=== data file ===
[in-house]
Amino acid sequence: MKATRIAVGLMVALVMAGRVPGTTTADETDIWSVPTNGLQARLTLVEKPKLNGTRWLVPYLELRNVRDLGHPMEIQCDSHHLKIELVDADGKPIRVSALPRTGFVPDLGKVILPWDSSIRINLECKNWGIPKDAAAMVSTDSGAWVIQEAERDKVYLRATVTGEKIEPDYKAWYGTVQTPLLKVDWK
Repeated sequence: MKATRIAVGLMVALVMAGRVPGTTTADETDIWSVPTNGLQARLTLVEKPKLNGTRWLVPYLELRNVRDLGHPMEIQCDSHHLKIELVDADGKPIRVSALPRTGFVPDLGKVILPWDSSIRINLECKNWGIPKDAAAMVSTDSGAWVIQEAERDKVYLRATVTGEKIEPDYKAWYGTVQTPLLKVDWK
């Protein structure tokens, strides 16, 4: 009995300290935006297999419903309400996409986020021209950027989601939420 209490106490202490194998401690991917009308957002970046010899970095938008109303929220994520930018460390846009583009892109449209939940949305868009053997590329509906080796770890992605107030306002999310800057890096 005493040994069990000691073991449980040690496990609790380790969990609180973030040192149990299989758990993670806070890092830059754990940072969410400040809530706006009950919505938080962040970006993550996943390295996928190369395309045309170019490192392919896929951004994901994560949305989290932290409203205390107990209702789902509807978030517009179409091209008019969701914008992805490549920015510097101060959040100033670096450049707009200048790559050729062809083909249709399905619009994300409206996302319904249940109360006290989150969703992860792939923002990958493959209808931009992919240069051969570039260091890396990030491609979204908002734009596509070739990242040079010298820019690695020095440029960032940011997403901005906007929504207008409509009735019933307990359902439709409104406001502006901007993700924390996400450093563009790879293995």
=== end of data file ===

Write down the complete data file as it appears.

[in-house]
Amino acid sequence: MKATRIAVGLMVALVMAGRVPGTTTADETDIWSVPTNGLQARLTLVEKPKLNGTRWLVPYLELRNVRDLGHPMEIQCDSHHLKIELVDADGKPIRVSALPRTGFVPDLGKVILPWDSSIRINLECKNWGIPKDAAAMVSTDSGAWVIQEAERDKVYLRATVTGEKIEPDYKAWYGTVQTPLLKVDWK
Repeated sequence: MKATRIAVGLMVALVMAGRVPGTTTADETDIWSVPTNGLQARLTLVEKPKLNGTRWLVPYLELRNVRDLGHPMEIQCDSHHLKIELVDADGKPIRVSALPRTGFVPDLGKVILPWDSSIRINLECKNWGIPKDAAAMVSTDSGAWVIQEAERDKVYLRATVTGEKIEPDYKAWYGTVQTPLLKVDWK
């Protein structure tokens, strides 16, 4: 009995300290935006297999419903309400996409986020021209950027989601939420 209490106490202490194998401690991917009308957002970046010899970095938008109303929220994520930018460390846009583009892109449209939940949305868009053997590329509906080796770890992605107030306002999310800057890096 005493040994069990000691073991449980040690496990609790380790969990609180973030040192149990299989758990993670806070890092830059754990940072969410400040809530706006009950919505938080962040970006993550996943390295996928190369395309045309170019490192392919896929951004994901994560949305989290932290409203205390107990209702789902509807978030517009179409091209008019969701914008992805490549920015510097101060959040100033670096450049707009200048790559050729062809083909249709399905619009994300409206996302319904249940109360006290989150969703992860792939923002990958493959209808931009992919240069051969570039260091890396990030491609979204908002734009596509070739990242040079010298820019690695020095440029960032940011997403901005906007929504207008409509009735019933307990359902439709409104406001502006901007993700924390996400450093563009790879293995």